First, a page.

Dataset of a randomized controlled depression prevention trial investigating the efficacy of the commercial video game Journey
Date of Archiving2020
The Netherlands; predominantly the city of Nijmegen and surrounding municipalities~~~~~51.8126~5.8372
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SW OZ BSI OGG
Behavioural and educational sciences
Key wordsPrevention; Randomized Controlled Trial; Depression; Adolescents; Young Adults; Commercial Video Games; Journey; Flower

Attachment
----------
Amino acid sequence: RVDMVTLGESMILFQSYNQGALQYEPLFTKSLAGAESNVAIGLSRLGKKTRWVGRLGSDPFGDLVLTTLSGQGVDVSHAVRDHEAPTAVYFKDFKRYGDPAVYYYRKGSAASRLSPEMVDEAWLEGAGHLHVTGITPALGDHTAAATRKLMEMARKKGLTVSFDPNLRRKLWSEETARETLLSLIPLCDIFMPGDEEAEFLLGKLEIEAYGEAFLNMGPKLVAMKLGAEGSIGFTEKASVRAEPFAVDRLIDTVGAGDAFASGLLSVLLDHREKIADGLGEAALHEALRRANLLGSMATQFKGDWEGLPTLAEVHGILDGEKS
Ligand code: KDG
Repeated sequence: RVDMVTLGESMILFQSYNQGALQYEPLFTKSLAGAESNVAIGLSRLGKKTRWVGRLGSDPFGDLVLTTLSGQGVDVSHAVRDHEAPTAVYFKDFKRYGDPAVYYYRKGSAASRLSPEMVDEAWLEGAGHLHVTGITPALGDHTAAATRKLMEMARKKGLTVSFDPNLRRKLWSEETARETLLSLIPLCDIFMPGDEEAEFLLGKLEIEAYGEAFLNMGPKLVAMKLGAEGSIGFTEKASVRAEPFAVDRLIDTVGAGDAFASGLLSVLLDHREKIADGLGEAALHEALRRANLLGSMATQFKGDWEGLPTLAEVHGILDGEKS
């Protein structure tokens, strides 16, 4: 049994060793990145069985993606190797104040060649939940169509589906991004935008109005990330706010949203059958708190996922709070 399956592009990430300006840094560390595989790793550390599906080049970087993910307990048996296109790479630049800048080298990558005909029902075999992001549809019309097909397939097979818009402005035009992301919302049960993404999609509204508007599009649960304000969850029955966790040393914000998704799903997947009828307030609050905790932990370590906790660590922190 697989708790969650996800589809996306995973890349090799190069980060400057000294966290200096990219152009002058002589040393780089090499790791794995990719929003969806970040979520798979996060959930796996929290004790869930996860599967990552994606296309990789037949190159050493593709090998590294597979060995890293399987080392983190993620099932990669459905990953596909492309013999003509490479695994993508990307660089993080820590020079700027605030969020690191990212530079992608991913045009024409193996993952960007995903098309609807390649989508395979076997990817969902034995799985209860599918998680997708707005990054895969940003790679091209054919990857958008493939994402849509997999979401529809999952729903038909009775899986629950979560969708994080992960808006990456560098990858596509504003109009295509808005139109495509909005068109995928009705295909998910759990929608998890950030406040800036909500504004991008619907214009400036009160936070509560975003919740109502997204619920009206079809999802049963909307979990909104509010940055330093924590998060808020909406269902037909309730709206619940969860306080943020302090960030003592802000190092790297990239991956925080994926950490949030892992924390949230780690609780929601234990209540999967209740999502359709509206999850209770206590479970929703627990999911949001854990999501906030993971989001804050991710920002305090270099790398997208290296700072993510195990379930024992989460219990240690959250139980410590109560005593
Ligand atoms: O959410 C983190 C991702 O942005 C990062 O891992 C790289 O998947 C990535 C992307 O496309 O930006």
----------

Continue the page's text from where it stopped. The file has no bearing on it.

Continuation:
This data archive contains data on a pre-registered randomized controlled trial (RCT) testing the potential for the commercial video game Journey to prevent the exacerbation of depressive symptoms compared to an active and passive control condition. The datasets contains all anonymised raw data from the screening questionnaires of all screening participants, the raw data from all 5 questionnaires (screening, pre-test, post-test, 6-month follow-up and 12-month follow-up) and any logbooks of participants who consented to participate in the RCT, and the raw coding data of the narrative identity fragments that were coded by two coders to determine reliability of the coding process. Participants were 244 youth aged 15 to 20 years old with elevated depressive symptoms. Those who were randomized to the Journey or the active control game condition were given four weeks to play Journey or the control game. Furthermore, a number of action mechanisms which were hypothesized to affect depressive symptoms were tested. Additionally, secondary outcomes, logbook data, and other additional variables not used in the data analyses for the main outcome paper are included to facilitate the further utilization of this data. A guide to the included files can be found in the 2020_Poppelaars_RCT Journey_Read Me.pdf file. Syntax and the resulting data files are available for creating scale scores and other variables recoded or calculated from the raw data. Furthermore, syntax and the resulting data files are available for the analyses of the main outcome paper (Poppelaars, M., Lichtwarck-Aschoff, A., Otten, R., & Granic, I. (2020). Can a Commercial Video Game Prevent Depression? Null Results and Whole Sample Action Mechanisms in a Randomized Controlled Trial. Frontiers in Psychology. https://doi.org/10.3389/fpsyg.2020.575962). Finally, codebooks describing the project and variables, as well as a methods section are included.